[02:23:08] Dr. Alex Jimenez DC*: Here’s a point where we can monitor the first point of measure where we see the extracellular water. Now we have a point we can now see if we change. So let’s say my extracellular water started going to fifty-two point sixty-one. In that sense, from a forty-nine, we now will notice it, and I can assure you my body will feel bloated to determine what’s going on. So I’m very much aware that even though I may be in my top scorer of 91 percent and clinically, what we call me is obese because I’m approaching 33 BMI, you can see that there’s a lot of other components and explains why going back to one of the main points that BMI is not always the best thing to use to determine body composition, though it’s a start. It says that I am closer to clinically obese than a fit individual. However, the computer can put me at the 91 percentile when we first assess all the figures. Like, say that 91 percentile. Did I say ninety-one percent? OK, so anyway, the point is that we can assess what’s going on. Now, these are private, and they are personal. And I got to be honest with you, many times people don’t want to know. They just rather, you know what I call it, stick your head in the floor or the hole like an ostrich. But this is quietly private, and you can now see what you’ve got to do individually. Now there’s a number where we kind of go down there a little bit. It’s called the phase angle. Can you kind of get that in there? Yeah, the phase angle is kind of right there. You see it on 6.3. Now what we’ve had is we’ve had the experience to assess that. A phase angle typically in most patients is between five and seven. Now a six-point three is OK; well, we want to push better. We want to get active. Now let’s assume we can look at what is someone who looks like a five versus one person who is at a seven? The best example I can use is that if you compare it to a library, a scenario where people are quiet, and they’re not moving very much in very much at a slow cadence, that would be a cellular activity where you have, let’s say, taking a big test. You have, let’s say, 60 people in the library, but they’re all quiet. They’re not supposed to talk to each other, and they’re being maintained at bay. That would be a five. You take something to a seven, and then you’d be looking at something like a rave, like a dancing rave where people are much more energy, and they’re dancing. And it’s a good amount of pulsing. This is telling us the state of activity within all our cells, and the number says, how ready is your body able to sustain a change and how ready is it? How active is the metabolism going on and off at this present time? So phase angle gives us an insight. So if I start running and I start getting active, it would be at a higher rate if I measured my phase angle not too long after that. But it’s great to measure a resting phase angle because it tells you how ready your body is to sustain. Now, I don’t know if you can, Kenna, but can you go to the next page over? Can you see if you can get to the other report as you kind of have to kind of pull it down? And that may be under the…there it goes the other page on the right-hand side. So what we can do is often want to look at things such as the water composition. So in that sense, I know it’s a bit kind of iffy there, but we’re trying to look at the body water composition. So if you don’t, that’s OK. It’s no big deal. What we do is if you can look on the right-hand side, you see that the second report is there go to InBody sheet on the second tier, which is InBody, and there’s a little dropdown right there, a little dropdown or an exercise on the upper left-hand side. It is right there. There’s a little dropdown, yes. And go to water results. See if you can click on that and let that pull up in that sense. We can also see what the body fluid is. Now, as you scroll down here, it’s a much deeper analysis of where we stand now. The goal here is extracellular bodyweight plus total body weight analysis; right in the middle center, you’ll see, is a point three seven. Our goal is to get your biology to a point three seven, so that’s our goal to help. When we see that number inching up, we start noticing an overall balance of too much water fluid intra versus outer cell. OK, so to make it look, once we assess this, this gives us a basic what they call anthropometric measurements in terms of what’s going on. So in review today, we’ve covered not only and didn’t cover the initial history where people come in talking about what particularly hurts, but we also talk about the additional areas through the Living Matrix that is affecting their particular lifestyle and or their families dynamics, we learn a lot about their presence in every situation. We use the Coach Care app to discuss what goes on within individuals and teach them how to take accountability in the information easily. Because there’s one thing we all have, and for sure, there is in pretty much anyone that doesn’t have one of these around them. So this is your best friend in terms of recovering information and pulling it in so that we can see it. The team will be able to splice the information in full medical records from all sorts of doctors and pilots so that we can start coming up with exactly what is it that’s causing your fibromyalgia? What is it that’s causing your secondary fibromyalgia to your primary, let’s say, knee issues that do not resolve? We have to figure it out. And at that point, we can make a clinical decision as to which type of profession or which type of science is appropriate for us. You may need an internist, or we may find out that we’re the first people to find out that you have a kidney problem or an autoimmune inflammatory disorder. This is the kind of stuff that we do now to assess the appropriate treatment program. Now there’s one component that we have, and Kenna, you do this as well. You’re the one that organized it and orchestrated the dynamics of physical fitness and the training. So we have a training center where we work with top physical fitness trainers to start getting the body to move so that we can see the changes in the diet and the anthropometric dynamics. So tell us a bit about what we do in terms of offering people the types of rehab that we do.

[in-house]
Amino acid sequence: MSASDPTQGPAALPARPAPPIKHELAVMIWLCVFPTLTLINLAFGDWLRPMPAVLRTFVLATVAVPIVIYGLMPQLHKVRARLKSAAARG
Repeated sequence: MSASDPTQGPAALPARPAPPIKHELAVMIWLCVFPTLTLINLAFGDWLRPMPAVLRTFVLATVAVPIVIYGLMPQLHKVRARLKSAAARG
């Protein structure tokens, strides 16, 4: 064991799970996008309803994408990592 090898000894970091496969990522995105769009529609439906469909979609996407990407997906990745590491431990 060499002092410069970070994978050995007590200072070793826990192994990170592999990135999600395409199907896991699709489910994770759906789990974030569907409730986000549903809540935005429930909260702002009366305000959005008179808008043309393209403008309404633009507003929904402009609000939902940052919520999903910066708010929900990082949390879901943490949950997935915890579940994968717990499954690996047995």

[02:29:59] Kenna Vaughn: Yes, we have. We work with a facility called PUSH Fitness, and they have so many great and I don’t even want to say there are three levels in this place. They have something for every single body type, every single type of recovery, whether you’re looking to strengthen those joints in those stabilizing muscles around them, or if you’re looking to reduce your visceral fat, and they have almost everything you can imagine with some of the most extraordinary people working there. It’s just amazing.